The week after Labor Day, members of Congress will return to Washington, DC, to complete their work for this year and this session of Congress. Much remains to be done. Many bills have been voted out of the House of Representatives, only to collect dust in the Senate. This stalemate is the result of a divided Congress, with the House of Representatives being controlled by Republicans, and the Senate being controlled by Democrats. Despite pleas from the public, there is very little that the two parties have agreed on and accomplished across party lines. The public may not even be fully aware of the lack of cooperation, since most in Congress have simply quit talking about it to appease a dissatisfied citizenry.
For the Senate, another reason that legislators have not been dealing with difficult issues is the upcoming election. One-third of the Senate is up for election, and the Democrat majority appears to be in jeopardy. Consequently Senate Majority Leader Harry Reid does not want to force his caucus members, who are standing for re-election, to vote on divisive issues prior to Election Day.
The problem, of course, is that multiple issues need to be addressed. For openers, there still are 15 budget items to be approved. Technically these should be completed by Sept. 30, the end of the current federal government fiscal year. Instead Congress will probably pass a continuing resolution, essentially an agreement to allow the government to function – usually under the old budget – for a specific period of time. This happens frequently and, in the past few years, has been the norm rather than the exception.
There also are the big issues that the press continues to bring forward, such as immigration and tax reform, which have been on this list for a long time. For bankers, several regulatory relief measures voted out of the House of Representatives by large margins on bipartisan votes would help with some of the overkill in the drafting of the rules to implement the Dodd-Frank Act. While we remain hopeful that progress will be made with some of these measures, there are not many days remaining in this Congress. It is likely that Congress will shut down in late September or early October to permit incumbents to focus on their re-election campaigns prior to the Nov. 4 elections.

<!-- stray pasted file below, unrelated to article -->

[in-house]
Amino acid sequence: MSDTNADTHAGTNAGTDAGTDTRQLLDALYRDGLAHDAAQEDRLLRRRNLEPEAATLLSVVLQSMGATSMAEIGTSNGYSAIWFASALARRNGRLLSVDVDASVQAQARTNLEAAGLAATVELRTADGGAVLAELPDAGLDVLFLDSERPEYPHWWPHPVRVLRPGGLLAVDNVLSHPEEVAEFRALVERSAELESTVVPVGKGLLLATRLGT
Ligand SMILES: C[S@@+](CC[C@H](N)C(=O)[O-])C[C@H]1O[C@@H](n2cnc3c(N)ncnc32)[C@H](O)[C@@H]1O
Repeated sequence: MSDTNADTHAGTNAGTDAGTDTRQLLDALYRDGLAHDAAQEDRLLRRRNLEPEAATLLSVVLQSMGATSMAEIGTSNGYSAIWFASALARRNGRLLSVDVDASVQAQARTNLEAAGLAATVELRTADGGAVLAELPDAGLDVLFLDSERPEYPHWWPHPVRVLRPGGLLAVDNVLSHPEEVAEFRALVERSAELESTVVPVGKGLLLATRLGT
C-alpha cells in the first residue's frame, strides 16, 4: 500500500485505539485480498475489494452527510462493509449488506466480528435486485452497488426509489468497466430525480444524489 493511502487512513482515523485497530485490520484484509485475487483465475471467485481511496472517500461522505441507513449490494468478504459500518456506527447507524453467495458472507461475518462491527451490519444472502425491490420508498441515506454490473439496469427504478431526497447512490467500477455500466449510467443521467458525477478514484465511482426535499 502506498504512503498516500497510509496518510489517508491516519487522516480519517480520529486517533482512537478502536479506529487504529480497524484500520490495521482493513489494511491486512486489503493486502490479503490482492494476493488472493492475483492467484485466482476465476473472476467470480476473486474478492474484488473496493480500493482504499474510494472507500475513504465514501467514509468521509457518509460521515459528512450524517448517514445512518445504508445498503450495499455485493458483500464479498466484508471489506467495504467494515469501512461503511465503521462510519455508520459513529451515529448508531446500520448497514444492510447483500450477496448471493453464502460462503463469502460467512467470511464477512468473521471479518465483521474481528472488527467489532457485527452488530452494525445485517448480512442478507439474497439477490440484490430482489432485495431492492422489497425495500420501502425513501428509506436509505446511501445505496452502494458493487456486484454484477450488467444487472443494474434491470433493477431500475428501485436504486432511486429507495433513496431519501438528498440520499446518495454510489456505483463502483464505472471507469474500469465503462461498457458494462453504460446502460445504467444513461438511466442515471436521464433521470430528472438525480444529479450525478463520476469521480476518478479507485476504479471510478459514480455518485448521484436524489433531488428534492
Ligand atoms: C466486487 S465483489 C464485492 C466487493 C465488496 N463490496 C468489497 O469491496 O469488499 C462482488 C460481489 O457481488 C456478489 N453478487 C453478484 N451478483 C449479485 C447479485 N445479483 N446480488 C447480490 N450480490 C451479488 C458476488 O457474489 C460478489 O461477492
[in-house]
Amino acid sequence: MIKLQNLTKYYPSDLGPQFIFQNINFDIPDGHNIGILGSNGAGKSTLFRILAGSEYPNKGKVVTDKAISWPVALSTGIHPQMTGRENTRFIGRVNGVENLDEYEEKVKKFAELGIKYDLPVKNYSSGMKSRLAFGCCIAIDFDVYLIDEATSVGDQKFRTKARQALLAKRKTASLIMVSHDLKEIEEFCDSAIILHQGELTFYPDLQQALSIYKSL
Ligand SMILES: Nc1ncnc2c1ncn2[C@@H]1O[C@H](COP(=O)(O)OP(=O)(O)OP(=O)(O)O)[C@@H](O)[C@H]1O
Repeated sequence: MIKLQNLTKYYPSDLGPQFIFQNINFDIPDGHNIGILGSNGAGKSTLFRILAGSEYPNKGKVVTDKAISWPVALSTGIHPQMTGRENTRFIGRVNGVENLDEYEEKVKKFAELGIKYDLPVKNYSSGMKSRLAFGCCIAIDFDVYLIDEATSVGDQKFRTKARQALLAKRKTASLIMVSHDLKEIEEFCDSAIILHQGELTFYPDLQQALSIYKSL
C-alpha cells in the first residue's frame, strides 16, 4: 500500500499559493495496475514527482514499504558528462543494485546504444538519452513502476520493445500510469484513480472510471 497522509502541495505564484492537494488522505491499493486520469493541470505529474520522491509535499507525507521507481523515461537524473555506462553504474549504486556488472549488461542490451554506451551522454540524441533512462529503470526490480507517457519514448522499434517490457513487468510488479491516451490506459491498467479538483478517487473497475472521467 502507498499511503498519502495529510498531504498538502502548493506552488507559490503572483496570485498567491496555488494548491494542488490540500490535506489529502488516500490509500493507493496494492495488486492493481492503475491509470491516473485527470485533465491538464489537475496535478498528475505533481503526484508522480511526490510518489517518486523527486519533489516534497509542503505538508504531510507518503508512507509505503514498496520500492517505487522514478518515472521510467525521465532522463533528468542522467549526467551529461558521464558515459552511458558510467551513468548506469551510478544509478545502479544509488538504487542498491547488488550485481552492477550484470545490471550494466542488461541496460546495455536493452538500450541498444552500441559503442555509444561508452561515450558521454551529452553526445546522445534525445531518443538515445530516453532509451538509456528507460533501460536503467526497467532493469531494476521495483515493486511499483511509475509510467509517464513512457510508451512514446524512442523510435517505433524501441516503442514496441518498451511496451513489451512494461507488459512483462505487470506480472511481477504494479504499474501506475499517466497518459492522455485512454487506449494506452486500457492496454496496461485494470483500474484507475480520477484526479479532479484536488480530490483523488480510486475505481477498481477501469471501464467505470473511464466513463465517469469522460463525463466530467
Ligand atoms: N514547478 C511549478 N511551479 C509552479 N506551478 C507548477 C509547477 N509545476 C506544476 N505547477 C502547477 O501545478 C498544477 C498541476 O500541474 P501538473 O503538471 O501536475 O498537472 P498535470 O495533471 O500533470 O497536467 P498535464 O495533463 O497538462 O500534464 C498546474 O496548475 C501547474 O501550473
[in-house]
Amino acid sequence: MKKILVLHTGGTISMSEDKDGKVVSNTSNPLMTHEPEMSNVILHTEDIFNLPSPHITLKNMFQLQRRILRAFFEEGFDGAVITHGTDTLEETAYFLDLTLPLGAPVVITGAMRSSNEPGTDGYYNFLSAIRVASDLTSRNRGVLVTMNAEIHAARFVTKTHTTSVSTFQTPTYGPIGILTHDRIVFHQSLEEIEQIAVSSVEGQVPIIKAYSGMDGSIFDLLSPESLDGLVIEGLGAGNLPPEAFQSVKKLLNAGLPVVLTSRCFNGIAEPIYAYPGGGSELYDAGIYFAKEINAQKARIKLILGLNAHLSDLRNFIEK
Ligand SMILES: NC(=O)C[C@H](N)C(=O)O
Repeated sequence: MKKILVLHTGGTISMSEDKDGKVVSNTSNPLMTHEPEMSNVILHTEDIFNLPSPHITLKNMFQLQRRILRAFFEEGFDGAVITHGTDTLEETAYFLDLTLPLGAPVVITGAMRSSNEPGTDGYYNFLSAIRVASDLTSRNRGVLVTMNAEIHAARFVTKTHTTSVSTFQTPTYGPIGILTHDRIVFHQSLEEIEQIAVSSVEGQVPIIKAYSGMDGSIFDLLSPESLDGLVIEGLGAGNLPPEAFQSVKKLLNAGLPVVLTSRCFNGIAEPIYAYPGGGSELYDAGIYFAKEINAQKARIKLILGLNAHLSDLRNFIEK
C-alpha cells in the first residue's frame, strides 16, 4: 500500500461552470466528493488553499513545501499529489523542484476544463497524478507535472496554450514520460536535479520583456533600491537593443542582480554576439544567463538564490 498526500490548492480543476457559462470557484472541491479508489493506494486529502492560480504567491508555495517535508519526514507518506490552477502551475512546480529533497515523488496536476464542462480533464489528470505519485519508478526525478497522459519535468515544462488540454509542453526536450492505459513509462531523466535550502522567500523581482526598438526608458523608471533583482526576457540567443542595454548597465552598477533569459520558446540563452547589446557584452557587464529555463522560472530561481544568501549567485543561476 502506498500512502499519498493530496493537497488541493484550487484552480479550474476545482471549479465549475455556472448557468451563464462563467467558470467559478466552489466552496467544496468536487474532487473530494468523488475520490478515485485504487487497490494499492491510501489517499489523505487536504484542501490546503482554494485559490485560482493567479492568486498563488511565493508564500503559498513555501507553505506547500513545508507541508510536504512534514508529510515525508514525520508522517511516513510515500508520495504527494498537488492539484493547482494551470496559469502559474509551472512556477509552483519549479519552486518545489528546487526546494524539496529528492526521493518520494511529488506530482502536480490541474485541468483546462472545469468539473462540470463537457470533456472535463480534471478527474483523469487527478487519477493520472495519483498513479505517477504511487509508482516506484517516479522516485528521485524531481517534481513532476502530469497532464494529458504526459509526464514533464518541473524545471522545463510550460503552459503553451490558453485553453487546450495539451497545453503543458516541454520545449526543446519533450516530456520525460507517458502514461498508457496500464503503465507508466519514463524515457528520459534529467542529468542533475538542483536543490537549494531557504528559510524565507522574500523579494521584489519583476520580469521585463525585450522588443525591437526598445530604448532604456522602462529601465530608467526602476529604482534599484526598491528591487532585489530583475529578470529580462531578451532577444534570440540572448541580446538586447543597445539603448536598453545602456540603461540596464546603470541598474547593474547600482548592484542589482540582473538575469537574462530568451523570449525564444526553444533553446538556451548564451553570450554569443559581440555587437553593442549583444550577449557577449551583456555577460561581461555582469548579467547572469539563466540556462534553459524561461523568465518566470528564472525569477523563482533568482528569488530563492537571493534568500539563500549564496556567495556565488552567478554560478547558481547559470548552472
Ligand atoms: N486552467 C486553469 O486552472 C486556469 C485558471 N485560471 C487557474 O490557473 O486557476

The likely scenario is that Congress will return following those elections for a lame duck session, giving members of Congress some time in November and December to accomplish the work that they failed to do in the past two years. Election results will be known by then and will factor into how cooperative legislators might be. Frankly, I do not see them accomplishing much in a lame duck session. If the Republicans retain the House of Representatives and gain control of the Senate, they will not compromise with Democrats on divisive issues, knowing that in January they can pass their version of solutions and put pressure on President Obama to either veto bills or sign them. If Democrats retain control of the Senate, nothing changes, and we face two more years of gridlock.
I can assure you that the Indiana Bankers Association will be watching and ready to greet members of Congress upon their return from the August recess. More importantly, we will be urging them to move forward on issues that impact our industry.
- S. Joe DeHaven